ACTS OF UNION
In the past, England, Scotland, Wales and Ireland were separate countries. Over the centuries, they were brought together through a series of agreements called the Acts of Union. An Act is the name given to a law that has been approved by Parliament. The Acts of Union first created the country called Great Britain, and then the United Kingdom of Great Britain and Ireland. They also produced the British flag, called the “Union Flag”.
ENGLAND AND WALES
Edward I, King of England, conquered Wales in 1284. When Henry VII won the throne of England in 1485 to become the first Tudor king, he was supported by the Welsh, because he was descended from the powerful Welsh nobleman Owen Tudor. Henry VII’s son Henry VIII decided to unite Wales formally with his kingdom of England by passing the first Act of Union in 1536. This was extended by another Act in 1543. Under these Acts, Welsh citizens now had the same laws, taxes and rights as the citizens of England, and Welsh representatives could sit in the English parliament. But the Welsh language could no longer be used in official business.
ENGLAND AND SCOTLAND
In 1603, King James VI of Scotland inherited the throne of England as James I. The two monarchies were united, but Scotland and England remained separate countries. They had their own parliaments, their own legal systems and Churches, and their own taxes, including taxes on trade between the two countries. By the end of the 17th century, Scotland was facing financial and political turmoil. People on both sides of the border argued that it would be easier to bring the two countries together, under one system of tax, and with one parliament (at Westminster in London). The idea of creating a union became more pressing for England after 1688, when King James II (James VII of Scotland) was forced from the throne of England and was replaced by William and Mary in the Glorious Revolution. The English feared that the heirs of James II might try to claim the throne of Scotland, and were worried that an independent Scotland could be a danger. So in 1707 the parliament of England produced another Act of Union. This united Scotland with England and Wales, to create a country now formally called Great Britain.
The Scottish parliament agreed to the Act, and so voted for its own extinction—from now on, Scotland would send representatives to the national parliament at Westminster. Scotland was allowed to keep its own Presbyterian Church (the Church of Scotland) and its own legal system; and Scottish merchants could now trade freely (without paying trade taxes on many products) with England and all of England’s colonies worldwide.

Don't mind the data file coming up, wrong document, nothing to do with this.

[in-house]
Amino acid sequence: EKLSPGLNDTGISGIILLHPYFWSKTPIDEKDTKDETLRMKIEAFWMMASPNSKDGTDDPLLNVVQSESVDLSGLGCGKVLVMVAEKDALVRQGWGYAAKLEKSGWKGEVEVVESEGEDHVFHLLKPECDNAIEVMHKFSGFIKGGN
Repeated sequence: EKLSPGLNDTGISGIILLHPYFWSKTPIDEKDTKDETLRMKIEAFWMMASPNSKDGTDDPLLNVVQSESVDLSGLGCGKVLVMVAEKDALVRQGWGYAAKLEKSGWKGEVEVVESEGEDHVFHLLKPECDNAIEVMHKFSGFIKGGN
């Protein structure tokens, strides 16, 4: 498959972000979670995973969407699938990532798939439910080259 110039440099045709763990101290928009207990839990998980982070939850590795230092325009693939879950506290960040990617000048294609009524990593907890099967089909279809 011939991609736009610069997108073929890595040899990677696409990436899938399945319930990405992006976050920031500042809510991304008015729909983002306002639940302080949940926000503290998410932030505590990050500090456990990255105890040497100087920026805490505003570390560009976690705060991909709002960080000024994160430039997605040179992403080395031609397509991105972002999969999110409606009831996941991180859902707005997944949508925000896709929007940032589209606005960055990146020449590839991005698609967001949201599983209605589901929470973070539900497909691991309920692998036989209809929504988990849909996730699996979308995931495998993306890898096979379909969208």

GREAT BRITAIN AND IRELAND
England tightened its grip on Ireland during Tudor times, and in 1649 Oliver Cromwell conducted a vicious campaign to win complete control over it. Most of Ireland was now ruled by Protestant landlords, whereas most of the people were Catholic. Ireland had its own parliament in Dublin, which was controlled by Protestants. The situation caused deep resentment among the Irish, and there were a number of rebellions. During one of these, in 1798, a French army landed in western Ireland to support the rebels, but was defeated. Because of this unstable and dangerous situation, the British parliament, led by William Pitt the Younger, persuaded the Irish parliament to vote for the Act of Union, which was passed in 1800. This created the United Kingdom of Great Britain and Ireland. Irish representatives now served in the parliament at Westminster, and the Irish parliament was closed. It marked the start of a long and bitter campaign in Ireland to restore Home Rule, which eventually led to independence for southern Ireland.
In 1999 a process to give the people of Scotland and Wales a greater say over their own affairs was introduced. This process is called “devolution”. In Scotland a Scottish Parliament was opened in Edinburgh. In Cardiff, a Welsh Assembly was opened. Both these institutions took control of some areas of government, such as health and education, but the Parliament at Westminster remains the national body for the United Kingdom of Great Britain and Northern Ireland. An assembly for Northern Ireland was also created in Belfast as part of the 1998 Good Friday Agreement.